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Consider the following simple C program that read a file into a buffer and displays that buffer to the console:


  FILE *file;
    char *buffer;
    unsigned long fileLen;
    //Open file
    file = fopen("HelloWorld.txt", "rb");
    if (!file)
        fprintf(stderr, "Unable to open file %s", "HelloWorld.txt");
    //Get file length
    fseek(file, 0, SEEK_END);
    fseek(file, 0, SEEK_SET);
    //Allocate memory
    buffer=(char *)malloc(fileLen+1);
    if (!buffer)
        fprintf(stderr, "Memory error!");
    //Read file contents into buffer
    fread(buffer, fileLen, 1, file);
    //Send buffer contents to stdout

The file it will read simply contains:

Hello World!

The output is:

Hello World!²²²²▌▌▌▌▌▌▌↔☺

It has been a while since I did anything significant in C/C++, but normally I would assume the buffer was being allocated larger than necessary, but this does not appear to be the case.

fileLen ends up being 12, which is accurate.

I am thinking now that I must just be displaying the buffer wrong, but I am not sure what I am doing wrong.

Can anyone clue me in to what I am doing wrong?

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up vote 38 down vote accepted

You need to NUL-terminate your string. Add

buffer[fileLen] = 0;

before printing it.

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Take the -1 out and you are right! – GEOCHET Nov 3 '08 at 22:48
I had tried to do this at one point, but for some reason it looks like I had a brain fart and used \n instead of \0 for some stupid reason. Told you I was rusty! – GEOCHET Nov 3 '08 at 22:51
I missed that the buffer was fileLen+1 bytes long... – JesperE Nov 3 '08 at 22:52
Thanks! I would mark your answer as the accepted answer but the button is strangely not there anymore... WTF – GEOCHET Nov 3 '08 at 22:55
There's no button but a mark on the left side now – Vinko Vrsalovic Nov 3 '08 at 23:01

JesperE's approach will work, but you may be interested to know that there's an alternate way of handling this.

You can always print a string of known length, even when there's no NUL-terminator, by providing the length to printf as the precision for the string field:

printf("%.*s\n", fileLen, buffer);

This allows you print the string without modifying the buffer.

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JesperE is correct regarding the nul-termination issue in your example, I'll just add that if you are processing text files it would be better to use fgets() or something similar as this will properly handle newline sequences across different platforms and will always nul-terminate the string for you. If you are really working with binary data then you don't want to use printf() to output the data as the printf functions expect strings and a nul byte in the data will cause truncation of the output.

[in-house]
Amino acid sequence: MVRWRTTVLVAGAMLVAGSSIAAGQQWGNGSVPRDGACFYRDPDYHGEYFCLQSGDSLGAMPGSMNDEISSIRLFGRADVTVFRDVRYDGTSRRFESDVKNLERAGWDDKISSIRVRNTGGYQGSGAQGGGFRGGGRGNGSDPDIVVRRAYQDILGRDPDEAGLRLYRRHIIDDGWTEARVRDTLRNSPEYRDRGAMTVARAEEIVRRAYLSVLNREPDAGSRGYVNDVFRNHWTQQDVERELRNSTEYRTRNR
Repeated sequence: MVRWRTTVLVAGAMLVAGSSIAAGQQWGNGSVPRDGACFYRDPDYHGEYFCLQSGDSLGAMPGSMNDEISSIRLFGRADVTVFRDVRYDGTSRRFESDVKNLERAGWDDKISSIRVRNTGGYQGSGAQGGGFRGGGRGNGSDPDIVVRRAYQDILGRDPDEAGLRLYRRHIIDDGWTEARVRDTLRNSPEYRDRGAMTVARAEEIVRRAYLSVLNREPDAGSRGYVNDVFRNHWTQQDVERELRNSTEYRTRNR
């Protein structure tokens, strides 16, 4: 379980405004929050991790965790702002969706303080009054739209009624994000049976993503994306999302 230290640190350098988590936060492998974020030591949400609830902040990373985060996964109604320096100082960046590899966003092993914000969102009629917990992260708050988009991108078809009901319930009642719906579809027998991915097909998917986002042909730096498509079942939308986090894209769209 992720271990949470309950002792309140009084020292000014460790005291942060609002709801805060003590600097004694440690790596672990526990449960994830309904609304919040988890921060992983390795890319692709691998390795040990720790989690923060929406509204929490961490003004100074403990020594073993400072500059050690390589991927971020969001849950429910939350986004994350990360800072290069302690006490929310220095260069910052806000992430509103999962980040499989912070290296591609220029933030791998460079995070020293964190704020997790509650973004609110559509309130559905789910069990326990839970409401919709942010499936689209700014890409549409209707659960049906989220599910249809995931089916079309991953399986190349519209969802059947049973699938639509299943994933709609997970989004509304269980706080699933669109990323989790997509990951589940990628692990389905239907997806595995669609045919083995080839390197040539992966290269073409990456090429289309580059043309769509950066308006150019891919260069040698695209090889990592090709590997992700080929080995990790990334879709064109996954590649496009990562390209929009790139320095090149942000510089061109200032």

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Thanks for the advice. This is a binary file (parts of it). I am just using printf() at the moment to get my bearings and 'debug'. – GEOCHET Nov 4 '08 at 0:09

Your approach to determine file size by seeking to the end of the file and then using ftell() is wrong:

  • If it is a text file, opened without "b" in the second parameter to the fopen() call, then ftell() may not tell you the number of characters that you can read from the file. For example, windows uses two bytes for end of line, but when read, it is one char. In fact, the return value of ftell() for streams opened in text mode is useful only in calls to fseek(), and not to determine file size.
  • If it is a binary file, opened with "b" in the second parameter to fopen(), then the C standard has this to say:

    Setting the file position indicator to end-of-file, as with fseek(file, 0, SEEK_END), has undefined behavior for a binary stream (because of possible trailing null characters) or for any stream with state-dependent encoding that does not assuredly end in the initial shift state.

So, what you are doing isn't necessarily going to work in standard C. Your best bet is to use fread() to read, and if you happen to need more memory, use realloc(). Your system may provide mmap(), or may make guarantees about setting the file position indicator to end-of-file for binary streams—but relying on those is not portable.

See also this C-FAQ: What's the difference between text and binary I/O?.

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You can use calloc instead of malloc to allocate memory that is already initialised. calloc takes on extra argument. It's useful for allocating arrays; the first parameter of calloc indicates the number of elements in the array that you would like to allocate memory for, and the second argument is the size of each element. Since the size of a char is always 1, we can just pass 1 as the second argument:

 buffer = calloc (fileLen + 1, 1);

In C, there is no need to cast the return value of malloc or calloc. The above will ensure that the string will be null terminated even if the reading of file ended prematurely for whatever reason. calloc does take longer than malloc because it has to zero out all the memory you asked for before giving it to you.

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@downvoter: how kind of you to explain </sarcasm> – dreamlax Jan 19 '10 at 18:37

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